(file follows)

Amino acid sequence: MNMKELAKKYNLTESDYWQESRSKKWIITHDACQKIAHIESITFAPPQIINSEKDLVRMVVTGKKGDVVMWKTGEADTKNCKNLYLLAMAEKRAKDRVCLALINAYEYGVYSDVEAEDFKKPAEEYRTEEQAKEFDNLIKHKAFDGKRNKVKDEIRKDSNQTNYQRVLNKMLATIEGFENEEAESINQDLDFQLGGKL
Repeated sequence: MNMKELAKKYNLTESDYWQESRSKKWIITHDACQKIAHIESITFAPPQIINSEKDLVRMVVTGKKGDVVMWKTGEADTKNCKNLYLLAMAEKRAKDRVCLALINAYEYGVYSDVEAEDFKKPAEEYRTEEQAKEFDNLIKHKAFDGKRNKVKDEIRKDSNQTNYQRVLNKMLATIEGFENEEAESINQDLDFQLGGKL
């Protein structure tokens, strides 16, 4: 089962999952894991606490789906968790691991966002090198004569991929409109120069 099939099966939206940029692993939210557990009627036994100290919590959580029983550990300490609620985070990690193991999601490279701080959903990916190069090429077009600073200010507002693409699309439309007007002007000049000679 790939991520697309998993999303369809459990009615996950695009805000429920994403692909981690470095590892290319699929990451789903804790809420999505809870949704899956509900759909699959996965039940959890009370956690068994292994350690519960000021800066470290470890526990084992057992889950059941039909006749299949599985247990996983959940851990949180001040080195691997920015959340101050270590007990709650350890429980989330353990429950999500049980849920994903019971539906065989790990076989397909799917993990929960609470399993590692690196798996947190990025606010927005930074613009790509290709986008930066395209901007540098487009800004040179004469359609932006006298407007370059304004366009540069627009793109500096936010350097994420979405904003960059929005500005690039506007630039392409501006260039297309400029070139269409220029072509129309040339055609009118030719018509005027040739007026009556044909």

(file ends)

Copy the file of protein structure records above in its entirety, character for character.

Amino acid sequence: MNMKELAKKYNLTESDYWQESRSKKWIITHDACQKIAHIESITFAPPQIINSEKDLVRMVVTGKKGDVVMWKTGEADTKNCKNLYLLAMAEKRAKDRVCLALINAYEYGVYSDVEAEDFKKPAEEYRTEEQAKEFDNLIKHKAFDGKRNKVKDEIRKDSNQTNYQRVLNKMLATIEGFENEEAESINQDLDFQLGGKL
Repeated sequence: MNMKELAKKYNLTESDYWQESRSKKWIITHDACQKIAHIESITFAPPQIINSEKDLVRMVVTGKKGDVVMWKTGEADTKNCKNLYLLAMAEKRAKDRVCLALINAYEYGVYSDVEAEDFKKPAEEYRTEEQAKEFDNLIKHKAFDGKRNKVKDEIRKDSNQTNYQRVLNKMLATIEGFENEEAESINQDLDFQLGGKL
């Protein structure tokens, strides 16, 4: 089962999952894991606490789906968790691991966002090198004569991929409109120069 099939099966939206940029692993939210557990009627036994100290919590959580029983550990300490609620985070990690193991999601490279701080959903990916190069090429077009600073200010507002693409699309439309007007002007000049000679 790939991520697309998993999303369809459990009615996950695009805000429920994403692909981690470095590892290319699929990451789903804790809420999505809870949704899956509900759909699959996965039940959890009370956690068994292994350690519960000021800066470290470890526990084992057992889950059941039909006749299949599985247990996983959940851990949180001040080195691997920015959340101050270590007990709650350890429980989330353990429950999500049980849920994903019971539906065989790990076989397909799917993990929960609470399993590692690196798996947190990025606010927005930074613009790509290709986008930066395209901007540098487009800004040179004469359609932006006298407007370059304004366009540069627009793109500096936010350097994420979405904003960059929005500005690039506007630039392409501006260039297309400029070139269409220029072509129309040339055609009118030719018509005027040739007026009556044909």